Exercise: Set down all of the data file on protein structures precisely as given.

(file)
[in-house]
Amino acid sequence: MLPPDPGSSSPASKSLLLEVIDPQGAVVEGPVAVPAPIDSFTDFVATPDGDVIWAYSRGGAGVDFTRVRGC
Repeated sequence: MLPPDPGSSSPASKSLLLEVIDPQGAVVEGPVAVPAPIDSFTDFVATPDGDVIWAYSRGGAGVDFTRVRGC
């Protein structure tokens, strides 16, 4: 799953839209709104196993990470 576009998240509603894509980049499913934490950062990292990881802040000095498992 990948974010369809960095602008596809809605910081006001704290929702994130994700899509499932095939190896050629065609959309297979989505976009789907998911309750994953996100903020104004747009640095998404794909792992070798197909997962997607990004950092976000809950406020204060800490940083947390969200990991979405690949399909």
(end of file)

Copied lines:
[in-house]
Amino acid sequence: MLPPDPGSSSPASKSLLLEVIDPQGAVVEGPVAVPAPIDSFTDFVATPDGDVIWAYSRGGAGVDFTRVRGC
Repeated sequence: MLPPDPGSSSPASKSLLLEVIDPQGAVVEGPVAVPAPIDSFTDFVATPDGDVIWAYSRGGAGVDFTRVRGC
């Protein structure tokens, strides 16, 4: 799953839209709104196993990470 576009998240509603894509980049499913934490950062990292990881802040000095498992 990948974010369809960095602008596809809605910081006001704290929702994130994700899509499932095939190896050629065609959309297979989505976009789907998911309750994953996100903020104004747009640095998404794909792992070798197909997962997607990004950092976000809950406020204060800490940083947390969200990991979405690949399909």